Sports Sig

Nebraska athletes began a social media campaign Thursday morning including a two-page letter requesting greater representation of minorities in the NU athletic department administration.

With the hashtag #LegacyOverImage student-athletes shared their plan to have a greater representation of people of color serving as senior administrators, head coaches, psychologists and in hiring positions within Nebraska Athletics.

Along with the athletes' requests for increasing people of color within Nebraska Athletics, the student-athletes want the gap between minority staff population and minority student-athlete population to be non-existent within five years. Within three years, they ask for the gap to shrink by 50%.

The NU has not had a Black coach since its opening in 1869, and currently has one minority head coach, Pablo Morales, as the swimming and diving head coach.

Additionally, athletes ask for George Flippin, the first African-American football player to compete for Nebraska, to be memorialized. The letter calls for public acknowledgement of the wrongdoing and racism Flippin experienced, a recognition of Flippin as a Nebraska Football captain and for his picture to be placed alongside previous and future captains in Memorial Stadium.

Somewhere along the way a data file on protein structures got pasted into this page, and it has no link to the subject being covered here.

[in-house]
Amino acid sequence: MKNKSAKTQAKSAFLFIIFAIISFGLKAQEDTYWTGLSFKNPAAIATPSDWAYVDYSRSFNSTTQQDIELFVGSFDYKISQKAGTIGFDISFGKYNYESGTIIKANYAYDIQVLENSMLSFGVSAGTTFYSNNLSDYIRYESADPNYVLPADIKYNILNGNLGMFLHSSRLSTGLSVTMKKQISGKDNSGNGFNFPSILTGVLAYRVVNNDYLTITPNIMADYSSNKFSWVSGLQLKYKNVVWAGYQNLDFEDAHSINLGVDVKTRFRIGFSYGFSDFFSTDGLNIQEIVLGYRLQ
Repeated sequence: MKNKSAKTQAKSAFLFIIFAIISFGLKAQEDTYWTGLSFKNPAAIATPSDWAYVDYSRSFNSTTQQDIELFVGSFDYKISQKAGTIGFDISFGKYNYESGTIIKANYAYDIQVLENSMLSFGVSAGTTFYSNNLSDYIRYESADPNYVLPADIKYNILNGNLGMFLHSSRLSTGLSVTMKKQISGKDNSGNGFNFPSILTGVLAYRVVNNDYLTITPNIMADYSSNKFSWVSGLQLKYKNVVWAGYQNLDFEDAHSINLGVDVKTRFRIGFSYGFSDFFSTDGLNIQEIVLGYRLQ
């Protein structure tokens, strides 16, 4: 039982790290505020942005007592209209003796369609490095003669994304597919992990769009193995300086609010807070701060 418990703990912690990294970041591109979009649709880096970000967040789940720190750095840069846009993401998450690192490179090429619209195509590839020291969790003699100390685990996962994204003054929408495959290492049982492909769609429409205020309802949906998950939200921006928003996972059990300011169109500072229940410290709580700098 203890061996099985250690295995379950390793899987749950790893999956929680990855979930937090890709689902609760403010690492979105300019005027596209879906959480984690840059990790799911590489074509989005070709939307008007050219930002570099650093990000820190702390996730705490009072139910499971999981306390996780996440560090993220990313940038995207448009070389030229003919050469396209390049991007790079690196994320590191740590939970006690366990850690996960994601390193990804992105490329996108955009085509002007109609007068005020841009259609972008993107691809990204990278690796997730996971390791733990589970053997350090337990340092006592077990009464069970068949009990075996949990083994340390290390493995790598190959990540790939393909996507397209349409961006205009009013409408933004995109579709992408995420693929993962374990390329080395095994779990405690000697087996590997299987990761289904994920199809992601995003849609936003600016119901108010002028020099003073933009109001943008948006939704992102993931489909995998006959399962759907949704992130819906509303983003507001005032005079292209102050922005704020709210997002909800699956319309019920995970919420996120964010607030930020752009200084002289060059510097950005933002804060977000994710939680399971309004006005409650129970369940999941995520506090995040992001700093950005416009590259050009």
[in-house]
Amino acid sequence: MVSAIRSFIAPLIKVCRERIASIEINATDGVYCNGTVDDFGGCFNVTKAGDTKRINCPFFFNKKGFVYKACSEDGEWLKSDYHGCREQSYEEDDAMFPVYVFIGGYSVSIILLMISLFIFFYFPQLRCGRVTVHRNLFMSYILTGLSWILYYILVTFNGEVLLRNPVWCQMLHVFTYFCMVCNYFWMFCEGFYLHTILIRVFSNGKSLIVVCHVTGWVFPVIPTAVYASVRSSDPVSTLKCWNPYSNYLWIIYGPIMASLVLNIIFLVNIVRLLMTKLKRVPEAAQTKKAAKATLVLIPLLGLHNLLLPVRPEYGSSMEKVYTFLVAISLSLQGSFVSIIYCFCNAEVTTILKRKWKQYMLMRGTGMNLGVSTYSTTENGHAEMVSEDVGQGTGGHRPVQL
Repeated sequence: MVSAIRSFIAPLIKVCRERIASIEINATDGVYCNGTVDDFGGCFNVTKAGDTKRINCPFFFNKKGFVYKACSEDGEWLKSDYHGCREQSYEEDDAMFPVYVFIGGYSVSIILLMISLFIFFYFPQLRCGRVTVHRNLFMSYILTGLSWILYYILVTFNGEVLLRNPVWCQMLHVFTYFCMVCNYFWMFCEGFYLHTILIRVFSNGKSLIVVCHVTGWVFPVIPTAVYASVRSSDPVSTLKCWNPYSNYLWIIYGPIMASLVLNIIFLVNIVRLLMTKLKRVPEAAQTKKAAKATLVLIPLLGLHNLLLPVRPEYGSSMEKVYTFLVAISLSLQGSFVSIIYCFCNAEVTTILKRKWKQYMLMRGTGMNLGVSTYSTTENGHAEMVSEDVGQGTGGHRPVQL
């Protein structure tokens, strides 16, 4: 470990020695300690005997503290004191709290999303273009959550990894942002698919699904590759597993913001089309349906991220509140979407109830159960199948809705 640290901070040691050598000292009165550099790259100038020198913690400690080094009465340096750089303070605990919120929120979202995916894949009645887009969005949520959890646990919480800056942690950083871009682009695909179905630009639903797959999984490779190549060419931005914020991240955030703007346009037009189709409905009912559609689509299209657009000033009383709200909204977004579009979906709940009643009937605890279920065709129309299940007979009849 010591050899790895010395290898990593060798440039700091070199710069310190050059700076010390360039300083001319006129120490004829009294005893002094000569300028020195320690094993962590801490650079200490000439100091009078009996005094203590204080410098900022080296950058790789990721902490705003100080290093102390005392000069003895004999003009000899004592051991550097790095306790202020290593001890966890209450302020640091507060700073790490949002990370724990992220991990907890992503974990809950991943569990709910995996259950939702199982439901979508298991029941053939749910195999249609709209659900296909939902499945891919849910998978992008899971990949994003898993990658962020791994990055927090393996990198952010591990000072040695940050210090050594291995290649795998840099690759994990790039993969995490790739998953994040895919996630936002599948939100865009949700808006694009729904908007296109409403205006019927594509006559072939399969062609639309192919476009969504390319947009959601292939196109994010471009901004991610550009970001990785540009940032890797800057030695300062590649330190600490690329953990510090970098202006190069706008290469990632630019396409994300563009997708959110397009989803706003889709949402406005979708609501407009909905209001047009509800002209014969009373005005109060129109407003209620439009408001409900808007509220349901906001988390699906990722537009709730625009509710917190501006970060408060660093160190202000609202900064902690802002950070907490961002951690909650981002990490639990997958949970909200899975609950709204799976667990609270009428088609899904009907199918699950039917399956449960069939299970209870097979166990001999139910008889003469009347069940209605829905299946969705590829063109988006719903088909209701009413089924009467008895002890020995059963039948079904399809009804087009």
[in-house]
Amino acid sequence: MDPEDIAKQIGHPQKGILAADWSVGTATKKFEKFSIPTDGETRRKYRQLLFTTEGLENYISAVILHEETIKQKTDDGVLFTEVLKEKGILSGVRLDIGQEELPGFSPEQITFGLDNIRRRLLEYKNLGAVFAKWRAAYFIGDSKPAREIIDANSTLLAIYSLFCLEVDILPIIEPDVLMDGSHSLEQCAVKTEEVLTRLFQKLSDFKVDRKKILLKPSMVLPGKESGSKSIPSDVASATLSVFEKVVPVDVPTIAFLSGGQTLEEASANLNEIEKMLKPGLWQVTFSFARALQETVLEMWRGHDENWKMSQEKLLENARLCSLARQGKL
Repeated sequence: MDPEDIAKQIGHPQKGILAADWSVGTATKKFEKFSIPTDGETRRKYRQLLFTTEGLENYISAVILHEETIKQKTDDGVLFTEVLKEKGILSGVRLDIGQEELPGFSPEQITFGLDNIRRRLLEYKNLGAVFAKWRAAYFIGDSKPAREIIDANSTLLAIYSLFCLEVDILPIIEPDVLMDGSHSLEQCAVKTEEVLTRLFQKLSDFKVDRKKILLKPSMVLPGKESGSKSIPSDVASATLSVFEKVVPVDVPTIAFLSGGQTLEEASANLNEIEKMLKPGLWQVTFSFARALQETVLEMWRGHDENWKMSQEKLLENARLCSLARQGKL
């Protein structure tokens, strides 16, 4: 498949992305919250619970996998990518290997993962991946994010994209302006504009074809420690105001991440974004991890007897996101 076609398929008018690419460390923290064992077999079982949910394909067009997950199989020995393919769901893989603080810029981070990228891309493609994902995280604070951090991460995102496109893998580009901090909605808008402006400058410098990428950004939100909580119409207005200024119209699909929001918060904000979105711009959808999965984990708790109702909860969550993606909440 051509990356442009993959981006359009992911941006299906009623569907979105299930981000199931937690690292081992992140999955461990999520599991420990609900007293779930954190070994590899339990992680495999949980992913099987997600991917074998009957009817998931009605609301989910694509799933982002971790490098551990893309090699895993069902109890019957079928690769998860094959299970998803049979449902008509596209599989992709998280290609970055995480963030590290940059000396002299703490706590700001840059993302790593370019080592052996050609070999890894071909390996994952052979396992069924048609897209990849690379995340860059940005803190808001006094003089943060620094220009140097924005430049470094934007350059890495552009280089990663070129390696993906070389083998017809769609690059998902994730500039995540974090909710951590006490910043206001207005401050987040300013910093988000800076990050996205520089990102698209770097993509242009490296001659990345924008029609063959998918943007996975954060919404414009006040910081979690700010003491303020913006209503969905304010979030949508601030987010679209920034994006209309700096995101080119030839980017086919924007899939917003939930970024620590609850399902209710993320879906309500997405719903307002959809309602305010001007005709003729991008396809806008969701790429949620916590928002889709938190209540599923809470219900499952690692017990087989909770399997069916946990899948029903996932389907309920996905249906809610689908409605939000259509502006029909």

The athletes closed with final requests including discussing the history of racism on campus as well as coaches, staff and faculty partaking in annual workshops. They also ask for 0.5% of the annual athletic department proceeds to be donated to Black-owned businesses within the community along with charities and organizations that support Black youth and the Black community. 

The student-athletes ask all athletic teams and departments within Nebraska Athletics adopt a non-tolerance policy in regards to racial, ethnic, gender, religious, sexual orientation and gender identity discrimination along with public statement acknowledging the Black Lives Matter movement stating “Black Lives Matter.”

“We hope that Nebraska’s Administration will partner with us in order to make Nebraska what Nebraska must become,” the letter states.